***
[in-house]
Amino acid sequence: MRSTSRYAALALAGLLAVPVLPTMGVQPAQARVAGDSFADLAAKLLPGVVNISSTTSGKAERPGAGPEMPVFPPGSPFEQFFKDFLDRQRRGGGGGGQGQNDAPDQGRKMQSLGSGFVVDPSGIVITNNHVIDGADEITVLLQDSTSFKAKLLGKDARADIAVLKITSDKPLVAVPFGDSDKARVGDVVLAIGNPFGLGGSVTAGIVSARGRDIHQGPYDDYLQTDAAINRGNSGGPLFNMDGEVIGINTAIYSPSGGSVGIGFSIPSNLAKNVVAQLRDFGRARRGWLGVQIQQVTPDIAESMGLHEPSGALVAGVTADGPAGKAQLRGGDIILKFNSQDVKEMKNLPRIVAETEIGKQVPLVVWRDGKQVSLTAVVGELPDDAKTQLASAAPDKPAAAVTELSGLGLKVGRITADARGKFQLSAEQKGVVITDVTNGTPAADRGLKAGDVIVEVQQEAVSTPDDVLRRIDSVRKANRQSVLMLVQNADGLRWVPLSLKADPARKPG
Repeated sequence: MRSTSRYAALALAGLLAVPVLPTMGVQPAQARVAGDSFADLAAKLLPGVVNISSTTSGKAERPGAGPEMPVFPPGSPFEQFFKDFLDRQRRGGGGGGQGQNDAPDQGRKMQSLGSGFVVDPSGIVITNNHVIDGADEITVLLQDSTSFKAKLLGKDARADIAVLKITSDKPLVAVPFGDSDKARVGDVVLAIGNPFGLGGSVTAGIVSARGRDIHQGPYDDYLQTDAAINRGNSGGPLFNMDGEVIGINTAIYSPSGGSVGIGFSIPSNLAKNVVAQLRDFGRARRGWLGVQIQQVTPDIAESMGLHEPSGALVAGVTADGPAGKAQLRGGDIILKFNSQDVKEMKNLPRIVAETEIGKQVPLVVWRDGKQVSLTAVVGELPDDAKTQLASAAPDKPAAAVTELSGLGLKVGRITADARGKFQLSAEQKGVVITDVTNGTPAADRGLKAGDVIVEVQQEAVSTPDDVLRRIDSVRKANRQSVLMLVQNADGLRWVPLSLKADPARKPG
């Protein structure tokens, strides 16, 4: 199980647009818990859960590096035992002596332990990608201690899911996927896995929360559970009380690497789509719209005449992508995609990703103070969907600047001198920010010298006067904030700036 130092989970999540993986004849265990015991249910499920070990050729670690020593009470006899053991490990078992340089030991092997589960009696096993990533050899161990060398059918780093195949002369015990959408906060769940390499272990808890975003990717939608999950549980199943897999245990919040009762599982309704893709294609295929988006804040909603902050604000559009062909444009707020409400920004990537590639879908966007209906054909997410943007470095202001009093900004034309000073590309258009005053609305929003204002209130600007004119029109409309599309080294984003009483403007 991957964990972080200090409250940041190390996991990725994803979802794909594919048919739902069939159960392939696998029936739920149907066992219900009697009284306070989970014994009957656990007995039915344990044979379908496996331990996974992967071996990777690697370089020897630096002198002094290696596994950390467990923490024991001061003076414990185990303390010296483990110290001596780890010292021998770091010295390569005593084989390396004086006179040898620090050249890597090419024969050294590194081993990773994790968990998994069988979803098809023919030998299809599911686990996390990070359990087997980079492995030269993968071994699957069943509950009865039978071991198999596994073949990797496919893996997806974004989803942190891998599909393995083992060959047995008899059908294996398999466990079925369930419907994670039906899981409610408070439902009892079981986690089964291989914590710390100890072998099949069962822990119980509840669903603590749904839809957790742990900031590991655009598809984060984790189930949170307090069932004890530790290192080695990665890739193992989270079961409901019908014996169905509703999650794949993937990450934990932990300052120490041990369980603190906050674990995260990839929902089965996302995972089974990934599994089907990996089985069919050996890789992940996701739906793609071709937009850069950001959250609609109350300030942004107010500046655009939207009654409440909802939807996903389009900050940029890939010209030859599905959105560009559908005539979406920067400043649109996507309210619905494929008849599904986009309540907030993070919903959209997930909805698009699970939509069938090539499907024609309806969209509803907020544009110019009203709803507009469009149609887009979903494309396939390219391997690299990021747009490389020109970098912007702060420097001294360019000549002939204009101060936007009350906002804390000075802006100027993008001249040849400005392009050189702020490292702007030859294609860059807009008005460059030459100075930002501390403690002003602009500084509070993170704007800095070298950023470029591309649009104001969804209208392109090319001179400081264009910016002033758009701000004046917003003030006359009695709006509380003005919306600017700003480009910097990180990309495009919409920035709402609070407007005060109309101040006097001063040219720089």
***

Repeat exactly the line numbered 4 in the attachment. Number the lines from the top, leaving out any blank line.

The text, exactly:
């Protein structure tokens, strides 16, 4: 199980647009818990859960590096035992002596332990990608201690899911996927896995929360559970009380690497789509719209005449992508995609990703103070969907600047001198920010010298006067904030700036 130092989970999540993986004849265990015991249910499920070990050729670690020593009470006899053991490990078992340089030991092997589960009696096993990533050899161990060398059918780093195949002369015990959408906060769940390499272990808890975003990717939608999950549980199943897999245990919040009762599982309704893709294609295929988006804040909603902050604000559009062909444009707020409400920004990537590639879908966007209906054909997410943007470095202001009093900004034309000073590309258009005053609305929003204002209130600007004119029109409309599309080294984003009483403007 991957964990972080200090409250940041190390996991990725994803979802794909594919048919739902069939159960392939696998029936739920149907066992219900009697009284306070989970014994009957656990007995039915344990044979379908496996331990996974992967071996990777690697370089020897630096002198002094290696596994950390467990923490024991001061003076414990185990303390010296483990110290001596780890010292021998770091010295390569005593084989390396004086006179040898620090050249890597090419024969050294590194081993990773994790968990998994069988979803098809023919030998299809599911686990996390990070359990087997980079492995030269993968071994699957069943509950009865039978071991198999596994073949990797496919893996997806974004989803942190891998599909393995083992060959047995008899059908294996398999466990079925369930419907994670039906899981409610408070439902009892079981986690089964291989914590710390100890072998099949069962822990119980509840669903603590749904839809957790742990900031590991655009598809984060984790189930949170307090069932004890530790290192080695990665890739193992989270079961409901019908014996169905509703999650794949993937990450934990932990300052120490041990369980603190906050674990995260990839929902089965996302995972089974990934599994089907990996089985069919050996890789992940996701739906793609071709937009850069950001959250609609109350300030942004107010500046655009939207009654409440909802939807996903389009900050940029890939010209030859599905959105560009559908005539979406920067400043649109996507309210619905494929008849599904986009309540907030993070919903959209997930909805698009699970939509069938090539499907024609309806969209509803907020544009110019009203709803507009469009149609887009979903494309396939390219391997690299990021747009490389020109970098912007702060420097001294360019000549002939204009101060936007009350906002804390000075802006100027993008001249040849400005392009050189702020490292702007030859294609860059807009008005460059030459100075930002501390403690002003602009500084509070993170704007800095070298950023470029591309649009104001969804209208392109090319001179400081264009910016002033758009701000004046917003003030006359009695709006509380003005919306600017700003480009910097990180990309495009919409920035709402609070407007005060109309101040006097001063040219720089």